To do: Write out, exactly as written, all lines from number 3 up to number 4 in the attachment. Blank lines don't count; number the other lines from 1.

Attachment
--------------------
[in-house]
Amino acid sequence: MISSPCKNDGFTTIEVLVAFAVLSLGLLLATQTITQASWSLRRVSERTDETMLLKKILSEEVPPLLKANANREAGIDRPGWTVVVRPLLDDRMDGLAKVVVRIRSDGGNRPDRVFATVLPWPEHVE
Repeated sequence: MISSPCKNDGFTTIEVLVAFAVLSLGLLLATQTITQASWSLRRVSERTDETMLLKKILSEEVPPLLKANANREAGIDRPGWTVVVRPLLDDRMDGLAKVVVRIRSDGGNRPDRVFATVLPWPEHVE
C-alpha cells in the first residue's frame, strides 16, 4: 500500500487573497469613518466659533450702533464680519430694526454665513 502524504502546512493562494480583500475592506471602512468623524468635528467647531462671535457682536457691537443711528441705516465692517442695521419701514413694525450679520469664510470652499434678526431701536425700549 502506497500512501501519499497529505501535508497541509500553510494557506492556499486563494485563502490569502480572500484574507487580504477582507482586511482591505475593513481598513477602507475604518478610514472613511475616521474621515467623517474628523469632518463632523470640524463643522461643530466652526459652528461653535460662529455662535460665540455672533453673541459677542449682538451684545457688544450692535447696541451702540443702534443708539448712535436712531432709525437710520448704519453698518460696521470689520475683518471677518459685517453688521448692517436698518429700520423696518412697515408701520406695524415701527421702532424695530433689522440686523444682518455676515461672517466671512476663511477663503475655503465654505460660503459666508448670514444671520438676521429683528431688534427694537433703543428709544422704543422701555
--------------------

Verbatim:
Repeated sequence: MISSPCKNDGFTTIEVLVAFAVLSLGLLLATQTITQASWSLRRVSERTDETMLLKKILSEEVPPLLKANANREAGIDRPGWTVVVRPLLDDRMDGLAKVVVRIRSDGGNRPDRVFATVLPWPEHVE
C-alpha cells in the first residue's frame, strides 16, 4: 500500500487573497469613518466659533450702533464680519430694526454665513 502524504502546512493562494480583500475592506471602512468623524468635528467647531462671535457682536457691537443711528441705516465692517442695521419701514413694525450679520469664510470652499434678526431701536425700549 502506497500512501501519499497529505501535508497541509500553510494557506492556499486563494485563502490569502480572500484574507487580504477582507482586511482591505475593513481598513477602507475604518478610514472613511475616521474621515467623517474628523469632518463632523470640524463643522461643530466652526459652528461653535460662529455662535460665540455672533453673541459677542449682538451684545457688544450692535447696541451702540443702534443708539448712535436712531432709525437710520448704519453698518460696521470689520475683518471677518459685517453688521448692517436698518429700520423696518412697515408701520406695524415701527421702532424695530433689522440686523444682518455676515461672517466671512476663511477663503475655503465654505460660503459666508448670514444671520438676521429683528431688534427694537433703543428709544422704543422701555